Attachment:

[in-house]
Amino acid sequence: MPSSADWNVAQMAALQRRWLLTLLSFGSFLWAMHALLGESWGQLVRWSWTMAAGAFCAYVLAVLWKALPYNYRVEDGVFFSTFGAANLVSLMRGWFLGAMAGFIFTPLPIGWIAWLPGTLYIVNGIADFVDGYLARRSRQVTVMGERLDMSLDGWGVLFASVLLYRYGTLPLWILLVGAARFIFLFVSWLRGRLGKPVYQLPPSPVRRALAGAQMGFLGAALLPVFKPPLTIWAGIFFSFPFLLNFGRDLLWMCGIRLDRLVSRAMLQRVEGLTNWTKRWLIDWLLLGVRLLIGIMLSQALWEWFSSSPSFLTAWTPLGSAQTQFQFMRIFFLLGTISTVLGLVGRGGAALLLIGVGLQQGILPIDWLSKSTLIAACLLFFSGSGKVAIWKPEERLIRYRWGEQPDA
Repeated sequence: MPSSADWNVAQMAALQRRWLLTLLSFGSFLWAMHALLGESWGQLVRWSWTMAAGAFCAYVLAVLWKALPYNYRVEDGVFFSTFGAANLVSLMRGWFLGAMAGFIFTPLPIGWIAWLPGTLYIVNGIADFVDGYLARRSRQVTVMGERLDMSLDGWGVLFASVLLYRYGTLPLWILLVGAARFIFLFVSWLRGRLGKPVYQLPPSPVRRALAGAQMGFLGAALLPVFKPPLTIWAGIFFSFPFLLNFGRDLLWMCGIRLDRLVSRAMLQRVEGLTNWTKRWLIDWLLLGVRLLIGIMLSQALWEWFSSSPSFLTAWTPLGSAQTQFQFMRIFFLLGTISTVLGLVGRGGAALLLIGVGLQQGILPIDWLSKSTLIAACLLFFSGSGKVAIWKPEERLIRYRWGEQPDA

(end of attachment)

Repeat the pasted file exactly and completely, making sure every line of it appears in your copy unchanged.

[in-house]
Amino acid sequence: MPSSADWNVAQMAALQRRWLLTLLSFGSFLWAMHALLGESWGQLVRWSWTMAAGAFCAYVLAVLWKALPYNYRVEDGVFFSTFGAANLVSLMRGWFLGAMAGFIFTPLPIGWIAWLPGTLYIVNGIADFVDGYLARRSRQVTVMGERLDMSLDGWGVLFASVLLYRYGTLPLWILLVGAARFIFLFVSWLRGRLGKPVYQLPPSPVRRALAGAQMGFLGAALLPVFKPPLTIWAGIFFSFPFLLNFGRDLLWMCGIRLDRLVSRAMLQRVEGLTNWTKRWLIDWLLLGVRLLIGIMLSQALWEWFSSSPSFLTAWTPLGSAQTQFQFMRIFFLLGTISTVLGLVGRGGAALLLIGVGLQQGILPIDWLSKSTLIAACLLFFSGSGKVAIWKPEERLIRYRWGEQPDA
Repeated sequence: MPSSADWNVAQMAALQRRWLLTLLSFGSFLWAMHALLGESWGQLVRWSWTMAAGAFCAYVLAVLWKALPYNYRVEDGVFFSTFGAANLVSLMRGWFLGAMAGFIFTPLPIGWIAWLPGTLYIVNGIADFVDGYLARRSRQVTVMGERLDMSLDGWGVLFASVLLYRYGTLPLWILLVGAARFIFLFVSWLRGRLGKPVYQLPPSPVRRALAGAQMGFLGAALLPVFKPPLTIWAGIFFSFPFLLNFGRDLLWMCGIRLDRLVSRAMLQRVEGLTNWTKRWLIDWLLLGVRLLIGIMLSQALWEWFSSSPSFLTAWTPLGSAQTQFQFMRIFFLLGTISTVLGLVGRGGAALLLIGVGLQQGILPIDWLSKSTLIAACLLFFSGSGKVAIWKPEERLIRYRWGEQPDA